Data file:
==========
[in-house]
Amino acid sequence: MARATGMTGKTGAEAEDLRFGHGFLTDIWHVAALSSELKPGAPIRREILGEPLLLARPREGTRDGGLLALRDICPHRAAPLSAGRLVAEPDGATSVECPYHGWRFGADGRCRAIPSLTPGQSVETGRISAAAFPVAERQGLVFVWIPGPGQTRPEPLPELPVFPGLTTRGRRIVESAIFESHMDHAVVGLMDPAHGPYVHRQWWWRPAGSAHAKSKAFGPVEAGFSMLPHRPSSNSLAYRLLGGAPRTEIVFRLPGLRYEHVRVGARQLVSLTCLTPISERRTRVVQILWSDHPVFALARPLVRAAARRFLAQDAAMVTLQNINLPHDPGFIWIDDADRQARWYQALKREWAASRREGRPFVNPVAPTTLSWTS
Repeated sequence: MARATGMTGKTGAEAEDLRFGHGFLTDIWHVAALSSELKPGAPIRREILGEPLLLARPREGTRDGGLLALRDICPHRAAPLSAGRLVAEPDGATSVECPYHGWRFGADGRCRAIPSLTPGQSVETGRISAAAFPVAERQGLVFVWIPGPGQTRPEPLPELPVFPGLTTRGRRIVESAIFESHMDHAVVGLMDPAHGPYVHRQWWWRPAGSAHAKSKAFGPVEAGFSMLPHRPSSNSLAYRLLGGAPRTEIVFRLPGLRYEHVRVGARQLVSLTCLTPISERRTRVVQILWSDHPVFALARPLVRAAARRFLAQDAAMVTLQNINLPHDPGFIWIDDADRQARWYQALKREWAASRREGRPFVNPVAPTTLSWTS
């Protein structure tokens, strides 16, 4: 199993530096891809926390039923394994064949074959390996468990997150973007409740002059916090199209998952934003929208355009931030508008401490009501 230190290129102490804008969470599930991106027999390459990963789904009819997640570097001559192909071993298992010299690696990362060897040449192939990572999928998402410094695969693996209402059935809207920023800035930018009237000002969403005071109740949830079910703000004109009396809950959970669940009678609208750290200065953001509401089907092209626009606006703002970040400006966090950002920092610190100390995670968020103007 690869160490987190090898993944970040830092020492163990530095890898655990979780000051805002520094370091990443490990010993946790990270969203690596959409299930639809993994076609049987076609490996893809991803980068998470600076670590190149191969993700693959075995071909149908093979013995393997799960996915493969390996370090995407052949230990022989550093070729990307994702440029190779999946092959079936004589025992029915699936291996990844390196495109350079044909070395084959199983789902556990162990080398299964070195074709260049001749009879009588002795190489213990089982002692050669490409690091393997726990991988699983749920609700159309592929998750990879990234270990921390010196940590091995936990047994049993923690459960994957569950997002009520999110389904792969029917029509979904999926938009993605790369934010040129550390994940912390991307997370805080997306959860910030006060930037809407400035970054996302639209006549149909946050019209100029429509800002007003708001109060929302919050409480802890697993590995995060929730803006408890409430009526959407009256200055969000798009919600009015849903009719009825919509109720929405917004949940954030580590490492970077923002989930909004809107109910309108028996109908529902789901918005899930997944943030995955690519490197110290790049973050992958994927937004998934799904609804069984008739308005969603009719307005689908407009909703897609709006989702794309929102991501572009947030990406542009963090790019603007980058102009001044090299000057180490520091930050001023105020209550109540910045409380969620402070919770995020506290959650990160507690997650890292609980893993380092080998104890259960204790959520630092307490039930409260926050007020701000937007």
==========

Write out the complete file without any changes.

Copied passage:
[in-house]
Amino acid sequence: MARATGMTGKTGAEAEDLRFGHGFLTDIWHVAALSSELKPGAPIRREILGEPLLLARPREGTRDGGLLALRDICPHRAAPLSAGRLVAEPDGATSVECPYHGWRFGADGRCRAIPSLTPGQSVETGRISAAAFPVAERQGLVFVWIPGPGQTRPEPLPELPVFPGLTTRGRRIVESAIFESHMDHAVVGLMDPAHGPYVHRQWWWRPAGSAHAKSKAFGPVEAGFSMLPHRPSSNSLAYRLLGGAPRTEIVFRLPGLRYEHVRVGARQLVSLTCLTPISERRTRVVQILWSDHPVFALARPLVRAAARRFLAQDAAMVTLQNINLPHDPGFIWIDDADRQARWYQALKREWAASRREGRPFVNPVAPTTLSWTS
Repeated sequence: MARATGMTGKTGAEAEDLRFGHGFLTDIWHVAALSSELKPGAPIRREILGEPLLLARPREGTRDGGLLALRDICPHRAAPLSAGRLVAEPDGATSVECPYHGWRFGADGRCRAIPSLTPGQSVETGRISAAAFPVAERQGLVFVWIPGPGQTRPEPLPELPVFPGLTTRGRRIVESAIFESHMDHAVVGLMDPAHGPYVHRQWWWRPAGSAHAKSKAFGPVEAGFSMLPHRPSSNSLAYRLLGGAPRTEIVFRLPGLRYEHVRVGARQLVSLTCLTPISERRTRVVQILWSDHPVFALARPLVRAAARRFLAQDAAMVTLQNINLPHDPGFIWIDDADRQARWYQALKREWAASRREGRPFVNPVAPTTLSWTS
């Protein structure tokens, strides 16, 4: 199993530096891809926390039923394994064949074959390996468990997150973007409740002059916090199209998952934003929208355009931030508008401490009501 230190290129102490804008969470599930991106027999390459990963789904009819997640570097001559192909071993298992010299690696990362060897040449192939990572999928998402410094695969693996209402059935809207920023800035930018009237000002969403005071109740949830079910703000004109009396809950959970669940009678609208750290200065953001509401089907092209626009606006703002970040400006966090950002920092610190100390995670968020103007 690869160490987190090898993944970040830092020492163990530095890898655990979780000051805002520094370091990443490990010993946790990270969203690596959409299930639809993994076609049987076609490996893809991803980068998470600076670590190149191969993700693959075995071909149908093979013995393997799960996915493969390996370090995407052949230990022989550093070729990307994702440029190779999946092959079936004589025992029915699936291996990844390196495109350079044909070395084959199983789902556990162990080398299964070195074709260049001749009879009588002795190489213990089982002692050669490409690091393997726990991988699983749920609700159309592929998750990879990234270990921390010196940590091995936990047994049993923690459960994957569950997002009520999110389904792969029917029509979904999926938009993605790369934010040129550390994940912390991307997370805080997306959860910030006060930037809407400035970054996302639209006549149909946050019209100029429509800002007003708001109060929302919050409480802890697993590995995060929730803006408890409430009526959407009256200055969000798009919600009015849903009719009825919509109720929405917004949940954030580590490492970077923002989930909004809107109910309108028996109908529902789901918005899930997944943030995955690519490197110290790049973050992958994927937004998934799904609804069984008739308005969603009719307005689908407009909703897609709006989702794309929102991501572009947030990406542009963090790019603007980058102009001044090299000057180490520091930050001023105020209550109540910045409380969620402070919770995020506290959650990160507690997650890292609980893993380092080998104890259960204790959520630092307490039930409260926050007020701000937007």